Kids Health Info

ADHD - ways to help children with ADHD

  • Attention Deficit Hyperactivity Disorder (ADHD) can affect children's learning and social skills, and the way a family functions. Medication, behaviour modification, home and classroom strategies and sometimes counselling can all help children with ADHD at home and at school.

    Ways to help children with ADHD

    Verbal instructions

    • Keep instructions brief and clear.
    • Say the child's name or tap them on the shoulder to make and keep eye contact when giving important information.
    • Ask your child to repeat the instruction to make sure they have taken it in and understood.
    • Your child may need prompting, monitoring and encouragement to keep them focused on tasks.

    Written work

    • Highlight important points in written information using *asterisks*, CAPITAL LETTERS or bold text.
    • Limit the amount of information that needs to be copied from a black or white board. Instead, give 'hand out' sheets with this information.

    Other learning strategies

    • Provide one-to-one instruction as often as possible.
    • A class 'buddy', who gets along well with the child, can be helpful to reinforce instructions and directions.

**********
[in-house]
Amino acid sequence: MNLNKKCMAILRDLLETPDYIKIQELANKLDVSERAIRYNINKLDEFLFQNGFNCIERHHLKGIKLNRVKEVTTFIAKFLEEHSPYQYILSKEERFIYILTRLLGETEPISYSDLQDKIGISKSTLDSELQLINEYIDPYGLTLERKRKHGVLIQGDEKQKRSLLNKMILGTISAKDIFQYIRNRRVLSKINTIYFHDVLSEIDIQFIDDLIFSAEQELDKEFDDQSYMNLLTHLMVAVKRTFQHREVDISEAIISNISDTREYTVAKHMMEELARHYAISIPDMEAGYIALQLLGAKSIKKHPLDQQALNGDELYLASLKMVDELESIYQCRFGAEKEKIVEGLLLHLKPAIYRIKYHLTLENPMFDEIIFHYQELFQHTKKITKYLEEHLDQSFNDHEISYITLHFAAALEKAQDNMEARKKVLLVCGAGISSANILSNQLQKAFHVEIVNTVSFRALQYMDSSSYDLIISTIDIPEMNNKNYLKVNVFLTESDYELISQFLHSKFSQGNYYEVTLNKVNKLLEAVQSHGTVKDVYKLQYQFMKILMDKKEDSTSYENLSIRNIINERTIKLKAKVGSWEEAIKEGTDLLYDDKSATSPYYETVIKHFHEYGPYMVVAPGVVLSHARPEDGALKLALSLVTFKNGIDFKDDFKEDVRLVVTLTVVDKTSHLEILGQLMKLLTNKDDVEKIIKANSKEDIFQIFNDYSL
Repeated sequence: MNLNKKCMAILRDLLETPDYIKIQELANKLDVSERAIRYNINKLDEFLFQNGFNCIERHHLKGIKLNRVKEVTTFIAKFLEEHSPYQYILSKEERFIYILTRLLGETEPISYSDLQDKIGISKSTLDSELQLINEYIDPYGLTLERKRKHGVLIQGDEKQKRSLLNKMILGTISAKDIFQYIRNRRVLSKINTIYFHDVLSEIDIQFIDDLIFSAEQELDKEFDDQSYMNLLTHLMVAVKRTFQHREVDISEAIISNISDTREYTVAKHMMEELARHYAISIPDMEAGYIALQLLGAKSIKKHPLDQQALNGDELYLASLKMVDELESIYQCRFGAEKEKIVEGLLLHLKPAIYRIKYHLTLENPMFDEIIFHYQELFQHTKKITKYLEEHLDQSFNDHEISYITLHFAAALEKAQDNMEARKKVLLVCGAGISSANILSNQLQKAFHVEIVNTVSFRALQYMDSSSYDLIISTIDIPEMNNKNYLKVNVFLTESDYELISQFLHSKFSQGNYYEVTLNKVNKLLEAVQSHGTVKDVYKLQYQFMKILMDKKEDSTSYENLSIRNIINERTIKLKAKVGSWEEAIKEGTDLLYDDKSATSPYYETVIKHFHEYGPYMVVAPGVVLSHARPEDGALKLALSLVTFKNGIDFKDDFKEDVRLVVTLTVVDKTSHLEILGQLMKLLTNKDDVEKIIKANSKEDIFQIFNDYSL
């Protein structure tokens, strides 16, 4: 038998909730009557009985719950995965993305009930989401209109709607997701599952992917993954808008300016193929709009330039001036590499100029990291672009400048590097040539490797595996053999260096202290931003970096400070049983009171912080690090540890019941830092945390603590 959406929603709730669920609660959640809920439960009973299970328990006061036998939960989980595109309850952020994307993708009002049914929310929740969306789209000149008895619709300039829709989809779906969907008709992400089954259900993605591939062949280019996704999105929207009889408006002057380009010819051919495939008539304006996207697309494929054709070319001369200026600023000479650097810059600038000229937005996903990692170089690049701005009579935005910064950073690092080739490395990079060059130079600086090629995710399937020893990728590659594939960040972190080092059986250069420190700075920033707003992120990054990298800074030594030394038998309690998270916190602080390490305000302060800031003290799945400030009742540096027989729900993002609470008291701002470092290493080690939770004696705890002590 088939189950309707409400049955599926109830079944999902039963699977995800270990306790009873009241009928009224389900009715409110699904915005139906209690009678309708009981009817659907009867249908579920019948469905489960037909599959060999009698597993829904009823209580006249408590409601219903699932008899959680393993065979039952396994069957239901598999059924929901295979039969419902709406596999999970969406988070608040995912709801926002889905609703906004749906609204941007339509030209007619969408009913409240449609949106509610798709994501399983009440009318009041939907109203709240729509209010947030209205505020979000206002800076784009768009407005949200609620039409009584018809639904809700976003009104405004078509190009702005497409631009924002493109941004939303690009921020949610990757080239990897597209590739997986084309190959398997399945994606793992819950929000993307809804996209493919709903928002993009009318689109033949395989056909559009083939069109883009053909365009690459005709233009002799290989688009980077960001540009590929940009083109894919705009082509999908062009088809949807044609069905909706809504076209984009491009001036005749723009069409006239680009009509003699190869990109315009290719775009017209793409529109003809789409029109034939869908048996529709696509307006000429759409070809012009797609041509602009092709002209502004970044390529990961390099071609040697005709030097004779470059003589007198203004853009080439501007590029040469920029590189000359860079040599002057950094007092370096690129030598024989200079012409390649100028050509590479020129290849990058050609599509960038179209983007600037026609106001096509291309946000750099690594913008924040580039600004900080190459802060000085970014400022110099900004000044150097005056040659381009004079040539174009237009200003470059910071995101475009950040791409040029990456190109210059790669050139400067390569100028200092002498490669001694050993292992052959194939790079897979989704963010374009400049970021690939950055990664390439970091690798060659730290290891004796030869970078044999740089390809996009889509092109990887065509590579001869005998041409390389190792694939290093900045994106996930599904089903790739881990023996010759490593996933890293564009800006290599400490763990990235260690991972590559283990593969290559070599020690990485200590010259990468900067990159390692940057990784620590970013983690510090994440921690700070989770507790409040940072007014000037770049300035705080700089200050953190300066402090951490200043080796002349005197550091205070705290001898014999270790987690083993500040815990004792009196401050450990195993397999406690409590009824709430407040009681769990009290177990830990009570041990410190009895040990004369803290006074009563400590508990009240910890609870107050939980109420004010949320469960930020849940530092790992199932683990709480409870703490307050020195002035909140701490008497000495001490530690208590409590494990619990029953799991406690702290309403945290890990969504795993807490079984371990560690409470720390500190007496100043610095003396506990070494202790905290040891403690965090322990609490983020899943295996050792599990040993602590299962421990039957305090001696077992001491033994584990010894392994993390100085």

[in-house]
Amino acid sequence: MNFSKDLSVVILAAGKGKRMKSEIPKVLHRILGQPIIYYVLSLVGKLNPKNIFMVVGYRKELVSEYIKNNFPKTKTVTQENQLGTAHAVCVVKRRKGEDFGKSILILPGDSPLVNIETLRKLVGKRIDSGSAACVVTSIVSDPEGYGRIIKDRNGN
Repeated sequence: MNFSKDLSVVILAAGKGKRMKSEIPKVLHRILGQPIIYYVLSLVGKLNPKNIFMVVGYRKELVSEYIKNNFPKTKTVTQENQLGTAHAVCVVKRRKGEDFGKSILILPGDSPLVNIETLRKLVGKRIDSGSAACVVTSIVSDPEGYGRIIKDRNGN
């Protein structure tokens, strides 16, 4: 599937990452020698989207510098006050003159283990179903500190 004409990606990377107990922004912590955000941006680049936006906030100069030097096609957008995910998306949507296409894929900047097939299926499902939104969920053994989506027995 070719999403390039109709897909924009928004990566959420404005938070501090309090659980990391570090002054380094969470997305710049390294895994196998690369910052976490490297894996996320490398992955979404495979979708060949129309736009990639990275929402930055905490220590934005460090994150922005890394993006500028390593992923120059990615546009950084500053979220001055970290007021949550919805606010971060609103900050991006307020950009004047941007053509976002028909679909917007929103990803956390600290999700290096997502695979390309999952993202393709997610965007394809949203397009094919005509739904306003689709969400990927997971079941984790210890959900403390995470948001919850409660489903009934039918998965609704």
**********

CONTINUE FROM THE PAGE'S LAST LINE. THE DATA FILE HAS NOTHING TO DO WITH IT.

• Make sure activities have plenty of 'hands on' involvement.
    • Schedule the most important learning to take place during the child's best concentration time(s). This is usually in the morning.
    • Give a checklist for what the child needs to do.
    • Physical environment:
      • Sit them near the front of the classroom.
      • Plan seating and furniture carefully to decrease distractions. For example, sit the child near classmates who will be good role models.
      • A quiet place without clutter is important for homework.

    Reducing over-activity and fatigue

    • Build rest-breaks into activities. For example, a five minute break for each 30 minutes of activity.
    • Alternate academic tasks with brief physical exercise. For example, the child could do structured tasks or errands such as delivering notes or taking lunch orders.